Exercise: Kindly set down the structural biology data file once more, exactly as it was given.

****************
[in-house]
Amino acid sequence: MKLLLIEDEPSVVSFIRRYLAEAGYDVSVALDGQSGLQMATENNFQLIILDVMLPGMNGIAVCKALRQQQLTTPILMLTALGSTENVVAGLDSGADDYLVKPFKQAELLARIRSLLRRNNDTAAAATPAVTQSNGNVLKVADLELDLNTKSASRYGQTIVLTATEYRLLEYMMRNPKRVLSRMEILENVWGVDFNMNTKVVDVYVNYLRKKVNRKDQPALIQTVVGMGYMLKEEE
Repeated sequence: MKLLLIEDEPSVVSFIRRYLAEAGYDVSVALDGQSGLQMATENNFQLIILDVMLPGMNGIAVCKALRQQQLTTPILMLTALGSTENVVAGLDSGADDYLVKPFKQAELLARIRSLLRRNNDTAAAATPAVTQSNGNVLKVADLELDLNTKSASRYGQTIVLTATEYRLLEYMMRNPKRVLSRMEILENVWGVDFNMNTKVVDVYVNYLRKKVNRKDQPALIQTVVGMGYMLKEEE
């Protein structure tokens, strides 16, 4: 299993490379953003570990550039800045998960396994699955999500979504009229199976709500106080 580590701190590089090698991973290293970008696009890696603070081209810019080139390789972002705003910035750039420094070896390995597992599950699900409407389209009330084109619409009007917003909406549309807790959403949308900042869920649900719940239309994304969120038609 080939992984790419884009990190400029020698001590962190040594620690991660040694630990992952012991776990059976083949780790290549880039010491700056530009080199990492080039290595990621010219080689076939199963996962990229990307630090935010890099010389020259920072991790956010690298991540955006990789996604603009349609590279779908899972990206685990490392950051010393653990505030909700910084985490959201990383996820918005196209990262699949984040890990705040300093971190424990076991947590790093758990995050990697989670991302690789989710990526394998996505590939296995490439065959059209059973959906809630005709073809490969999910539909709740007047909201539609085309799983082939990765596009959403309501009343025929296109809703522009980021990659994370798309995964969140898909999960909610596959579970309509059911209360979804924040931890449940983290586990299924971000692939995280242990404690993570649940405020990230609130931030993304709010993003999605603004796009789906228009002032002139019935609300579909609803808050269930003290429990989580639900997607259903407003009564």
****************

[in-house]
Amino acid sequence: MKLLLIEDEPSVVSFIRRYLAEAGYDVSVALDGQSGLQMATENNFQLIILDVMLPGMNGIAVCKALRQQQLTTPILMLTALGSTENVVAGLDSGADDYLVKPFKQAELLARIRSLLRRNNDTAAAATPAVTQSNGNVLKVADLELDLNTKSASRYGQTIVLTATEYRLLEYMMRNPKRVLSRMEILENVWGVDFNMNTKVVDVYVNYLRKKVNRKDQPALIQTVVGMGYMLKEEE
Repeated sequence: MKLLLIEDEPSVVSFIRRYLAEAGYDVSVALDGQSGLQMATENNFQLIILDVMLPGMNGIAVCKALRQQQLTTPILMLTALGSTENVVAGLDSGADDYLVKPFKQAELLARIRSLLRRNNDTAAAATPAVTQSNGNVLKVADLELDLNTKSASRYGQTIVLTATEYRLLEYMMRNPKRVLSRMEILENVWGVDFNMNTKVVDVYVNYLRKKVNRKDQPALIQTVVGMGYMLKEEE
């Protein structure tokens, strides 16, 4: 299993490379953003570990550039800045998960396994699955999500979504009229199976709500106080 580590701190590089090698991973290293970008696009890696603070081209810019080139390789972002705003910035750039420094070896390995597992599950699900409407389209009330084109619409009007917003909406549309807790959403949308900042869920649900719940239309994304969120038609 080939992984790419884009990190400029020698001590962190040594620690991660040694630990992952012991776990059976083949780790290549880039010491700056530009080199990492080039290595990621010219080689076939199963996962990229990307630090935010890099010389020259920072991790956010690298991540955006990789996604603009349609590279779908899972990206685990490392950051010393653990505030909700910084985490959201990383996820918005196209990262699949984040890990705040300093971190424990076991947590790093758990995050990697989670991302690789989710990526394998996505590939296995490439065959059209059973959906809630005709073809490969999910539909709740007047909201539609085309799983082939990765596009959403309501009343025929296109809703522009980021990659994370798309995964969140898909999960909610596959579970309509059911209360979804924040931890449940983290586990299924971000692939995280242990404690993570649940405020990230609130931030993304709010993003999605603004796009789906228009002032002139019935609300579909609803808050269930003290429990989580639900997607259903407003009564």